Divorcing a Narcissist: What you Need to Know

by | 16 Dec 2020

Narcissists can be a nightmare. And divorcing one is often a nightmare too. 

But for many people, the first time they hear the word ‘narcissist’ is when they file their divorce application. It’s a mystery to them, and unravelling this mystery is crucial.

Divorcing a narcissist can be an especially painful challenge, but you can survive the process.

Firstly, it can help to recognise narcissism. Narcissists don’t think and behave like other people and their behaviour doesn’t make sense at first glance. (No, it’s not you!)  A toxic ex may have a diagnosable personality disorder, or may just display narcissistic tendencies.

The Mayo Clinic explains that ‘Narcissistic personality disorder [is] one of several types of personality disorders — is a mental condition in which people have an inflated sense of their own importance, a deep need for excessive attention and admiration, troubled relationships, and a lack of empathy for others’. Maybe it’s a relief to understand that there was something fundamentally wrong – and that your marriage was unsustainable despite your best efforts.

The second way to manage divorce with a narcissist is understand how the narcissistic cycle of abuse works.  This can help you to make sense of what’s happened and also to give you a clearer understanding of why you can’t leave your divorce to change: you need strategy and support.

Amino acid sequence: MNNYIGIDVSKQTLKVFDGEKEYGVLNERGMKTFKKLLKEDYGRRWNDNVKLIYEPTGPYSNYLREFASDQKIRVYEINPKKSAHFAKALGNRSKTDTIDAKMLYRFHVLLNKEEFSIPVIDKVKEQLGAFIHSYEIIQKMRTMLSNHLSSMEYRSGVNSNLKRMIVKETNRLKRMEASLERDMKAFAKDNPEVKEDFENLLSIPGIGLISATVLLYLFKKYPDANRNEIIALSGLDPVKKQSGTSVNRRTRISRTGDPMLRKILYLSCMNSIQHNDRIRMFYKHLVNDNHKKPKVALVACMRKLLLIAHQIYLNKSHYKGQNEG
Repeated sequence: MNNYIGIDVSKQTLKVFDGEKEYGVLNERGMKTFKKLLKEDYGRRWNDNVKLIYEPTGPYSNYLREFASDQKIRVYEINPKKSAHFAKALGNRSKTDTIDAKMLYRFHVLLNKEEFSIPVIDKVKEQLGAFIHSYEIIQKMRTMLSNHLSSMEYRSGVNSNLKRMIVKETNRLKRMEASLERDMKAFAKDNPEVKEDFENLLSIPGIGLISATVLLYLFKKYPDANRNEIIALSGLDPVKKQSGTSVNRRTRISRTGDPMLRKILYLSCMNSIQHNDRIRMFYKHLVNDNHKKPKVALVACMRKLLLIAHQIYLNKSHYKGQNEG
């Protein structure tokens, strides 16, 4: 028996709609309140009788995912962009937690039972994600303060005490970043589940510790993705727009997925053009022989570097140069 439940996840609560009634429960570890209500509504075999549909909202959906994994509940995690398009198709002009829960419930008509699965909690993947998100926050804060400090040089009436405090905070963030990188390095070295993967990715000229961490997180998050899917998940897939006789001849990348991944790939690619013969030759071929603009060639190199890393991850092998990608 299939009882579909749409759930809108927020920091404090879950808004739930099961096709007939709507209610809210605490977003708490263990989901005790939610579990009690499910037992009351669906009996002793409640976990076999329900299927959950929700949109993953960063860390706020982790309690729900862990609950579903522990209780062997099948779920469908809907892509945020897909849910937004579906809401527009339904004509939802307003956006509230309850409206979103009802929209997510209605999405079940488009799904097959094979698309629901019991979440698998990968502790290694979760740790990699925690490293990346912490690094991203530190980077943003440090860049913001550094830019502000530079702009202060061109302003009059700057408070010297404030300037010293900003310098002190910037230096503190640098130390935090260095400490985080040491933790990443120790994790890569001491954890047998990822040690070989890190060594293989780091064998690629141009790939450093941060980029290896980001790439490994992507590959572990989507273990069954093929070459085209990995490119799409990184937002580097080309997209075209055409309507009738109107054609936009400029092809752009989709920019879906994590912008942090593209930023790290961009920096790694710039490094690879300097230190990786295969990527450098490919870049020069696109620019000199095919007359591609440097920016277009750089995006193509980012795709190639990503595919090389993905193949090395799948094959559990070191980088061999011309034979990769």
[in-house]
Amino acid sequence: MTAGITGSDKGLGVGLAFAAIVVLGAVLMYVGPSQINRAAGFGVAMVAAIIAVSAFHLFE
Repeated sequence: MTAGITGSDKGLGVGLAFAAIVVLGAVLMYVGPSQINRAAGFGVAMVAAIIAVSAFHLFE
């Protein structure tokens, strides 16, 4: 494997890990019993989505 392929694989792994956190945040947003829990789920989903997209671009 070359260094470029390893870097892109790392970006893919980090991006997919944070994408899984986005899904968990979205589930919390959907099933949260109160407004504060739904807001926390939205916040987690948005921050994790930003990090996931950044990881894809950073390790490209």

Simplistically, the cycle of narcissism involves three phases: lovebombing, discarding and hoovering. It’s a predictable cycle, and it repeats. If you have ever wondered why the narcissist in your life doesn’t have a long back-history of friends and relationships, narcissism may be the reason why. 

Think back to the start of your relationship and you may well remember falling madly, deeply in love with your ‘perfect partner’. Back in those days, nothing would have been too much trouble for them. This phase is known as ‘lovebombing’. You probably remember (with fondness) how they went out of their way to fulfil your wildest dreams and your relationship felt like a fantasy. But don’t beat yourself up for your naïveté. By that stage, you already stood no chance of escape: the narcissist had you in their sights and would do anything to ‘catch’ you. I say anything, I mean anything.